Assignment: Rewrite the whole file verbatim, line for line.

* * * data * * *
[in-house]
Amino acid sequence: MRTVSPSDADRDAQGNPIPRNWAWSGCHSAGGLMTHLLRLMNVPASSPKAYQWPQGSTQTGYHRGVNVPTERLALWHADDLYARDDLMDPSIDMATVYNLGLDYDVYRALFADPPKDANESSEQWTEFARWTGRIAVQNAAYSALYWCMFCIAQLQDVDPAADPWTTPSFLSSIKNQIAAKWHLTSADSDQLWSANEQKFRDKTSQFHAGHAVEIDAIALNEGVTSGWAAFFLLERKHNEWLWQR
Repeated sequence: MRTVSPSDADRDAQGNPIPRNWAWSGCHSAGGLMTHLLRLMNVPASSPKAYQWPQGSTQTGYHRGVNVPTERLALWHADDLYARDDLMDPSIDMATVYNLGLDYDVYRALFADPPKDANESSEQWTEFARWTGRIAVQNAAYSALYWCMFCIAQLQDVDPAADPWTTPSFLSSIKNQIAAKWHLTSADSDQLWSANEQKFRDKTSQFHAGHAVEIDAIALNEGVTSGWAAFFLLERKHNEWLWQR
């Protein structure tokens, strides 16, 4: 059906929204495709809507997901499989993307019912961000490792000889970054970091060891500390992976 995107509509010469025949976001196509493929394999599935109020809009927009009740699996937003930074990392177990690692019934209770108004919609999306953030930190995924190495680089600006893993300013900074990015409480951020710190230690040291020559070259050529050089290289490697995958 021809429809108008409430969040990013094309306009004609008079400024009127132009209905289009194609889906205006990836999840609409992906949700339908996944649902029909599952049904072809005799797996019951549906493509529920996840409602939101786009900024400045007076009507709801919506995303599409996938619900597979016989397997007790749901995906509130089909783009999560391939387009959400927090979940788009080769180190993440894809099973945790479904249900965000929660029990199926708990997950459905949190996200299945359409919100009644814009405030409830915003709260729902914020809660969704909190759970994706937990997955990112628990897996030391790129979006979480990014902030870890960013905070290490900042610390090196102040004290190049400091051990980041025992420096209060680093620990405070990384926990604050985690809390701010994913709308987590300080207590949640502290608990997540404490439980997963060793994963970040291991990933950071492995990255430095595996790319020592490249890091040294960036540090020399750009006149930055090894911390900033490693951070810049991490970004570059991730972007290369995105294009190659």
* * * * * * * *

[in-house]
Amino acid sequence: MRTVSPSDADRDAQGNPIPRNWAWSGCHSAGGLMTHLLRLMNVPASSPKAYQWPQGSTQTGYHRGVNVPTERLALWHADDLYARDDLMDPSIDMATVYNLGLDYDVYRALFADPPKDANESSEQWTEFARWTGRIAVQNAAYSALYWCMFCIAQLQDVDPAADPWTTPSFLSSIKNQIAAKWHLTSADSDQLWSANEQKFRDKTSQFHAGHAVEIDAIALNEGVTSGWAAFFLLERKHNEWLWQR
Repeated sequence: MRTVSPSDADRDAQGNPIPRNWAWSGCHSAGGLMTHLLRLMNVPASSPKAYQWPQGSTQTGYHRGVNVPTERLALWHADDLYARDDLMDPSIDMATVYNLGLDYDVYRALFADPPKDANESSEQWTEFARWTGRIAVQNAAYSALYWCMFCIAQLQDVDPAADPWTTPSFLSSIKNQIAAKWHLTSADSDQLWSANEQKFRDKTSQFHAGHAVEIDAIALNEGVTSGWAAFFLLERKHNEWLWQR
């Protein structure tokens, strides 16, 4: 059906929204495709809507997901499989993307019912961000490792000889970054970091060891500390992976 995107509509010469025949976001196509493929394999599935109020809009927009009740699996937003930074990392177990690692019934209770108004919609999306953030930190995924190495680089600006893993300013900074990015409480951020710190230690040291020559070259050529050089290289490697995958 021809429809108008409430969040990013094309306009004609008079400024009127132009209905289009194609889906205006990836999840609409992906949700339908996944649902029909599952049904072809005799797996019951549906493509529920996840409602939101786009900024400045007076009507709801919506995303599409996938619900597979016989397997007790749901995906509130089909783009999560391939387009959400927090979940788009080769180190993440894809099973945790479904249900965000929660029990199926708990997950459905949190996200299945359409919100009644814009405030409830915003709260729902914020809660969704909190759970994706937990997955990112628990897996030391790129979006979480990014902030870890960013905070290490900042610390090196102040004290190049400091051990980041025992420096209060680093620990405070990384926990604050985690809390701010994913709308987590300080207590949640502290608990997540404490439980997963060793994963970040291991990933950071492995990255430095595996790319020592490249890091040294960036540090020399750009006149930055090894911390900033490693951070810049991490970004570059991730972007290369995105294009190659």